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Friday
Dec132013

Artist Donations: Making the Most of Giving Art to Fundraisers

 

Like many artists you probably donate to charitable organizations and causes you believe in. Artists tend to be generous that way. And charities love to have art to use at fundraisers.

Win-win? Maybe. Maybe not.

If you just donate your art, and don’t get further involved, you leave a lot to chance. Yes, that means adding time to what you already gave to the art.

But if you drop off the work and go back to your studio, you won’t know:

  • if the art will be presented to show well,

  • if the auction price matches the market value

  • or if the auctioneer will tell bidders anything about you.

And you’ll miss out on chances to make new connections.

Like many artists, you might feel underappreciated as well.

Don’t settle for any of these possibilities.

Get involved in the fundraiser event and you’ll improve the chance that your piece will show well, be more likely to sell and that the audience will appreciate you as the person who created and donated the art.

  • Help present the piece with proper framing, good lighting and a story to go with it;

  • Engage in conversations with the organization, the event workers, presenters and guests and you’ll expand the possibilities that good things will happen for all;

  • Set a minimum bid, and negotiate a payment for your materials and your piece will contribute to the cause as well as your business.

Abstract artist, workshop teacher and host of “Art Revealed,” Gayle Rappaport-Weiland shares a story of how she makes the most of giving.


grappaport.com - facebook.com/grappaportfinearts - facebook.com/artrevealedshow“Ann Ranlett and I created Appeals for Art to share ideas with artists and charitable organizations for donating prudently and successfully.

I love to be able to turn my art into money for charitable organizations. Many times it is a 100 percent give, other times I work out a percentage with the organization.

When I donated a valuable painting to a major charitable organization, I was thrilled at the response. My painting earned the top dollar.

I did more than simply donate a piece of art. Be prepared, take action, leave nothing to chance and help make the sale happen.

  • My contribution was very large so I offered to deliver and set up the painting on my own easel. Next, I asked the organizer if we could improve the way my piece was lit. If the piece is not well presented, it won’t sell. The stage manager used stage lighting, which created a “wow” factor.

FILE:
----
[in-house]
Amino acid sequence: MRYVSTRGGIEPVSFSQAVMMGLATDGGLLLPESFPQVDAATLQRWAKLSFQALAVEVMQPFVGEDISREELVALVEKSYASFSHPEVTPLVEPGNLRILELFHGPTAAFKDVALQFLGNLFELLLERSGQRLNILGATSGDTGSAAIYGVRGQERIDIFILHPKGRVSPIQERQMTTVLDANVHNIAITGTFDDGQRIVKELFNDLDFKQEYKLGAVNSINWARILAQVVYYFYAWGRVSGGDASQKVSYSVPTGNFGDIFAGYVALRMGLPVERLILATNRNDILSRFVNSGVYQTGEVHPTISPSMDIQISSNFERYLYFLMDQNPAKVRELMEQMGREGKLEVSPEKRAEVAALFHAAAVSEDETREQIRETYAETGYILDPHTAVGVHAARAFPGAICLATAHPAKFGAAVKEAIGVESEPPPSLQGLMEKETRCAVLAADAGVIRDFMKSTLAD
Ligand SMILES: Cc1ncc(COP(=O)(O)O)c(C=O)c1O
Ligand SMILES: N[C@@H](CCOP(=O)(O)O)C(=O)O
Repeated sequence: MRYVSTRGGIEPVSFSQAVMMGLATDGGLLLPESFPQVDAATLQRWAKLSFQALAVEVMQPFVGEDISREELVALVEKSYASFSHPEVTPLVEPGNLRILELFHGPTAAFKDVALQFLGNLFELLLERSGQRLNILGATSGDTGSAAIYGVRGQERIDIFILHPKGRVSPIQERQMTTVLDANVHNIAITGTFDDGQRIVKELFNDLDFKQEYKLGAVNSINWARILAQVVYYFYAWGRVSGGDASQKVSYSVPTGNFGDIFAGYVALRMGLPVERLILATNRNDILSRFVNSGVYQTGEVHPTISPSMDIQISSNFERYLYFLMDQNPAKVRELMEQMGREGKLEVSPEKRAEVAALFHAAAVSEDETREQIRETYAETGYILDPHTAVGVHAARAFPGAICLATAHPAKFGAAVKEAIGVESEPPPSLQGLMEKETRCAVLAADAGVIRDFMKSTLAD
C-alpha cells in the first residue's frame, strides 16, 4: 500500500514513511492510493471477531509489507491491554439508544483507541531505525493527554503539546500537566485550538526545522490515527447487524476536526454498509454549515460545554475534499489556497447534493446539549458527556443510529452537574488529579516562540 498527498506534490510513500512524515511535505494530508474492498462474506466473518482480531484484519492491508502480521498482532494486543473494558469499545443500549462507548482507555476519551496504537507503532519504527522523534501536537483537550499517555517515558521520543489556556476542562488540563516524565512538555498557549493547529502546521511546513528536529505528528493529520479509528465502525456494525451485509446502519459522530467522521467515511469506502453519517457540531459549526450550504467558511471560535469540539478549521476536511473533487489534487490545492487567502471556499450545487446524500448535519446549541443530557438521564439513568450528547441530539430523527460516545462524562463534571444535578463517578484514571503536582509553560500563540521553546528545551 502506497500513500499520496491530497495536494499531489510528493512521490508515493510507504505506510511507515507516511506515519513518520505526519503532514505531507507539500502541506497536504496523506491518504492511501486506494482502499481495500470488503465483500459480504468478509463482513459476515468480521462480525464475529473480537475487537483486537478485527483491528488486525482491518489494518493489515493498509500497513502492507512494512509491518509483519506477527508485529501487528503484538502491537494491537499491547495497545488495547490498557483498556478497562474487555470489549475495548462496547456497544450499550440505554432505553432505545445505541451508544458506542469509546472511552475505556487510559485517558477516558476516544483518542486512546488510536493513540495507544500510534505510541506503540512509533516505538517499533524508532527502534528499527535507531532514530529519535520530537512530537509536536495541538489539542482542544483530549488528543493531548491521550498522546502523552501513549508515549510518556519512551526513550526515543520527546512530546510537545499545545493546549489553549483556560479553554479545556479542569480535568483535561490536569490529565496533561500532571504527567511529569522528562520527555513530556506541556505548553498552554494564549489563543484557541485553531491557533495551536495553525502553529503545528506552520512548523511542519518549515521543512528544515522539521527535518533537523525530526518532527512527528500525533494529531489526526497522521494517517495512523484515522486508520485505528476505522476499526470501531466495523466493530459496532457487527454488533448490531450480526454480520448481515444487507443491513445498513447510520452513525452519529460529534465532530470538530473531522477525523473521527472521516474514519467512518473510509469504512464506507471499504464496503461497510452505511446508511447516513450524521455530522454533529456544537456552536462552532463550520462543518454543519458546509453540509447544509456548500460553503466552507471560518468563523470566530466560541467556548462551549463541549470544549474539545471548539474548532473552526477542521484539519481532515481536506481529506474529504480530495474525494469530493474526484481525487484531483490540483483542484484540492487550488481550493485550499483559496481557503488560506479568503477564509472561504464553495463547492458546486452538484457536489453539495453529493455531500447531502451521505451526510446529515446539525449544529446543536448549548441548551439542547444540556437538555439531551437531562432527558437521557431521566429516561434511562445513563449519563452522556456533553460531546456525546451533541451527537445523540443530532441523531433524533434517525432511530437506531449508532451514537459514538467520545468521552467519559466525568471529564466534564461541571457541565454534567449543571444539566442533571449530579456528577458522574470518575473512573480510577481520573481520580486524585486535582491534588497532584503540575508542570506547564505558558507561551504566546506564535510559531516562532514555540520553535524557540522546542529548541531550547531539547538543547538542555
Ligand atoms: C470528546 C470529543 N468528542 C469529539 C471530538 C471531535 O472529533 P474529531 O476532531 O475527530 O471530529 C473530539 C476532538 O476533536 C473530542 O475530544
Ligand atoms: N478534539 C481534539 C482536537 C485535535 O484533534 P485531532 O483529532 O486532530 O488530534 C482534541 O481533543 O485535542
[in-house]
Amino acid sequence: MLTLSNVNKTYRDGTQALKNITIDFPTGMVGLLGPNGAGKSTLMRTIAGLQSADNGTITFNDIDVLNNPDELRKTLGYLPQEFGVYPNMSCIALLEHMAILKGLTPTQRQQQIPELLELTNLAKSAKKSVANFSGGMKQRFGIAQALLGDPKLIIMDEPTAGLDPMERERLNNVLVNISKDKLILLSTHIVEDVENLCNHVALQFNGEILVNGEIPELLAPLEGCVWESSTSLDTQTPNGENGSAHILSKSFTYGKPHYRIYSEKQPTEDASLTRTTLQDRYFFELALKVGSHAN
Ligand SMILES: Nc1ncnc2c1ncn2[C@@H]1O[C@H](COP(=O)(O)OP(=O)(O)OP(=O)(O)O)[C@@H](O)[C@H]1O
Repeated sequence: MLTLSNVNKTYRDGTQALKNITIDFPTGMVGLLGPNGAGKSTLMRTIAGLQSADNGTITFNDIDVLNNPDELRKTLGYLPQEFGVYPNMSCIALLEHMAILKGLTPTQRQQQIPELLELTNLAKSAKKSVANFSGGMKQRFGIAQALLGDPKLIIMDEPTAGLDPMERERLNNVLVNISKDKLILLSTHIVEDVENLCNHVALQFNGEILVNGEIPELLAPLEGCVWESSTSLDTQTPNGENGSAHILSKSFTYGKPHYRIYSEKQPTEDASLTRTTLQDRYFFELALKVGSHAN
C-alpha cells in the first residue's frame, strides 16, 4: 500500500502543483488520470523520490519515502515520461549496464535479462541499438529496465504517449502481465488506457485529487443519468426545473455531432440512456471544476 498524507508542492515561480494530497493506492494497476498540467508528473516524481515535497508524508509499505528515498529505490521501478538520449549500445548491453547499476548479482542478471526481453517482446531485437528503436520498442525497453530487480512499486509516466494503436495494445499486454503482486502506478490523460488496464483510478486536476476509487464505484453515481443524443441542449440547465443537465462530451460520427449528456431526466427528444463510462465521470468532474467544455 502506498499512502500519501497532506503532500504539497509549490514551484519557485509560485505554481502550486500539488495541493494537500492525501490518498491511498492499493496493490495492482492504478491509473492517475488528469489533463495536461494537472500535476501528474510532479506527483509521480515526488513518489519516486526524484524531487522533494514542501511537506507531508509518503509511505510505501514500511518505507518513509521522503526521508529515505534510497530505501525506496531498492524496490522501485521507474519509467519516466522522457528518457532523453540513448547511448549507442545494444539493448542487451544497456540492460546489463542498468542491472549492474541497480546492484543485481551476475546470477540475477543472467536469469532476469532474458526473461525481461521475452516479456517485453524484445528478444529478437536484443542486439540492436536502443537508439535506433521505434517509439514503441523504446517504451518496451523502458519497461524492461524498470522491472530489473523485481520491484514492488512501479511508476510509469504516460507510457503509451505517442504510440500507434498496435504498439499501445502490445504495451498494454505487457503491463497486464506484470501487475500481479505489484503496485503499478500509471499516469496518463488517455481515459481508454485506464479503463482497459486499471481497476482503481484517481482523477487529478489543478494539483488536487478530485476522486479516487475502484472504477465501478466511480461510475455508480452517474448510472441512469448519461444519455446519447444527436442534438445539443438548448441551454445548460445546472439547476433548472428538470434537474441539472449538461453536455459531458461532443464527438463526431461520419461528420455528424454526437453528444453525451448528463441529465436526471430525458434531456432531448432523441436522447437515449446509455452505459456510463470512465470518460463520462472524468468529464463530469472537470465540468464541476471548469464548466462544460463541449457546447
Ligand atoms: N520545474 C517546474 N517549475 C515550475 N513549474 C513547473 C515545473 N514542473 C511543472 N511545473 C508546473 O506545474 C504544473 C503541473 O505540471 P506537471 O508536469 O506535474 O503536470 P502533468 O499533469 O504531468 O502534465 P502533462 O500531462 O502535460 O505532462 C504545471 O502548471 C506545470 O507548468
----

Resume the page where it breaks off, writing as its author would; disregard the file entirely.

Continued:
• I checked with the auctioneer about the live auction to see if he had what he needed to introduce me as the donating artist. He was happy to have me write my brief biography and my current achievements on his 3 by 5 card. It made him shine with all his knowledge and helped the bids soar.
  • When the bidding was going well, the auctioneer pointed me out in the audience and gave me a shout out. I was glad I dressed for success and presented myself as a professional artist and business owner.

A ticket to the event as a perk for donating was a marvelous networking opportunity.

  • I love finding out why others support the organization and the cause I also care about, so I make sure to talk to as many people as I can during the preview and auction.
  • During the preview, I stood close by to introduce myself and explain my creative process. Everyone was delighted.
  • During the auction, I sat next to a major contributor and prominent businessperson, so I took the opportunity to introduce myself and hand her a business card.
  • After the event, I follow up with the organizers and the new contacts I made. A simple email is always a nice touch.

Fundraiser events are not only fun, but also good for business!”

By all means - contribute to causes you believe in, have fun and help yourself while you help others get what they need. Thanks for being who you are!


Do you have a story about the last time you made a donation? What advice do you have for other artists or organizations?

 

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Reader Comments (1)